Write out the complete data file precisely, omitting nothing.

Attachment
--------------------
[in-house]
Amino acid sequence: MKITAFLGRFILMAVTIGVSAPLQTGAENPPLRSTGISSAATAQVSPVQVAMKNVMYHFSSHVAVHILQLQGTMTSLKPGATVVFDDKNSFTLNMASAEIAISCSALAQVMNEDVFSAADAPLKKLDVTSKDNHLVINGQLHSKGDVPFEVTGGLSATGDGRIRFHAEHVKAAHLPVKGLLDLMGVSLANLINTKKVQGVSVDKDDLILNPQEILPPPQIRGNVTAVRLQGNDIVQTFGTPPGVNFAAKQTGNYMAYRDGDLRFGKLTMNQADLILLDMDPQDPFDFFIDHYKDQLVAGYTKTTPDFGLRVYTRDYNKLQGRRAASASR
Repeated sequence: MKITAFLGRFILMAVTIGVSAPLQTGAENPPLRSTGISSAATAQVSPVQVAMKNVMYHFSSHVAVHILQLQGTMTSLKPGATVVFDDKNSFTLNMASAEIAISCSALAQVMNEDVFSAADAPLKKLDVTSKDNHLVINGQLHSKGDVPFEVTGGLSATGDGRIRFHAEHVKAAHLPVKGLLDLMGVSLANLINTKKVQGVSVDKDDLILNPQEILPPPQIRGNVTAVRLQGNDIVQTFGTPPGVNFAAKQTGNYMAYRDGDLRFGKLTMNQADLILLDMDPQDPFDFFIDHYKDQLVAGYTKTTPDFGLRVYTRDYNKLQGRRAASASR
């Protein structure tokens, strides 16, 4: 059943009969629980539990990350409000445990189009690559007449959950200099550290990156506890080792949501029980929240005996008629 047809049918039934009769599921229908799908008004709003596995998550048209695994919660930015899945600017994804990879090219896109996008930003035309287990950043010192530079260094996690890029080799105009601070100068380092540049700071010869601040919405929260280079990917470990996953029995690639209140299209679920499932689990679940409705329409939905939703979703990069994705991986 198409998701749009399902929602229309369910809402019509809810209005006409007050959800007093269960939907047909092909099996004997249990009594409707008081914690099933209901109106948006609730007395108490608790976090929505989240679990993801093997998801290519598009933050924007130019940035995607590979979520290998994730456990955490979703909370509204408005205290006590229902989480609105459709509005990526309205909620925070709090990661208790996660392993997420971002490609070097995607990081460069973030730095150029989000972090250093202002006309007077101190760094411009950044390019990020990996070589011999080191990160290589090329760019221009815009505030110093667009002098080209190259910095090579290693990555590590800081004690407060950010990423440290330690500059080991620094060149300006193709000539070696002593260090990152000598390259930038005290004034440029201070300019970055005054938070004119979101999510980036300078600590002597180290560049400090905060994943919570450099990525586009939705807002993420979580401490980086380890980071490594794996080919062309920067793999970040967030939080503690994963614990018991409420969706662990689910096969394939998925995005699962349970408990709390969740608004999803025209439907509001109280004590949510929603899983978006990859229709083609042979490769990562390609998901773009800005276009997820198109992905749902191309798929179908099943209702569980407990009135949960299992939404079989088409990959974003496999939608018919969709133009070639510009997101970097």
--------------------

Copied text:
[in-house]
Amino acid sequence: MKITAFLGRFILMAVTIGVSAPLQTGAENPPLRSTGISSAATAQVSPVQVAMKNVMYHFSSHVAVHILQLQGTMTSLKPGATVVFDDKNSFTLNMASAEIAISCSALAQVMNEDVFSAADAPLKKLDVTSKDNHLVINGQLHSKGDVPFEVTGGLSATGDGRIRFHAEHVKAAHLPVKGLLDLMGVSLANLINTKKVQGVSVDKDDLILNPQEILPPPQIRGNVTAVRLQGNDIVQTFGTPPGVNFAAKQTGNYMAYRDGDLRFGKLTMNQADLILLDMDPQDPFDFFIDHYKDQLVAGYTKTTPDFGLRVYTRDYNKLQGRRAASASR
Repeated sequence: MKITAFLGRFILMAVTIGVSAPLQTGAENPPLRSTGISSAATAQVSPVQVAMKNVMYHFSSHVAVHILQLQGTMTSLKPGATVVFDDKNSFTLNMASAEIAISCSALAQVMNEDVFSAADAPLKKLDVTSKDNHLVINGQLHSKGDVPFEVTGGLSATGDGRIRFHAEHVKAAHLPVKGLLDLMGVSLANLINTKKVQGVSVDKDDLILNPQEILPPPQIRGNVTAVRLQGNDIVQTFGTPPGVNFAAKQTGNYMAYRDGDLRFGKLTMNQADLILLDMDPQDPFDFFIDHYKDQLVAGYTKTTPDFGLRVYTRDYNKLQGRRAASASR
């Protein structure tokens, strides 16, 4: 059943009969629980539990990350409000445990189009690559007449959950200099550290990156506890080792949501029980929240005996008629 047809049918039934009769599921229908799908008004709003596995998550048209695994919660930015899945600017994804990879090219896109996008930003035309287990950043010192530079260094996690890029080799105009601070100068380092540049700071010869601040919405929260280079990917470990996953029995690639209140299209679920499932689990679940409705329409939905939703979703990069994705991986 198409998701749009399902929602229309369910809402019509809810209005006409007050959800007093269960939907047909092909099996004997249990009594409707008081914690099933209901109106948006609730007395108490608790976090929505989240679990993801093997998801290519598009933050924007130019940035995607590979979520290998994730456990955490979703909370509204408005205290006590229902989480609105459709509005990526309205909620925070709090990661208790996660392993997420971002490609070097995607990081460069973030730095150029989000972090250093202002006309007077101190760094411009950044390019990020990996070589011999080191990160290589090329760019221009815009505030110093667009002098080209190259910095090579290693990555590590800081004690407060950010990423440290330690500059080991620094060149300006193709000539070696002593260090990152000598390259930038005290004034440029201070300019970055005054938070004119979101999510980036300078600590002597180290560049400090905060994943919570450099990525586009939705807002993420979580401490980086380890980071490594794996080919062309920067793999970040967030939080503690994963614990018991409420969706662990689910096969394939998925995005699962349970408990709390969740608004999803025209439907509001109280004590949510929603899983978006990859229709083609042979490769990562390609998901773009800005276009997820198109992905749902191309798929179908099943209702569980407990009135949960299992939404079989088409990959974003496999939608018919969709133009070639510009997101970097």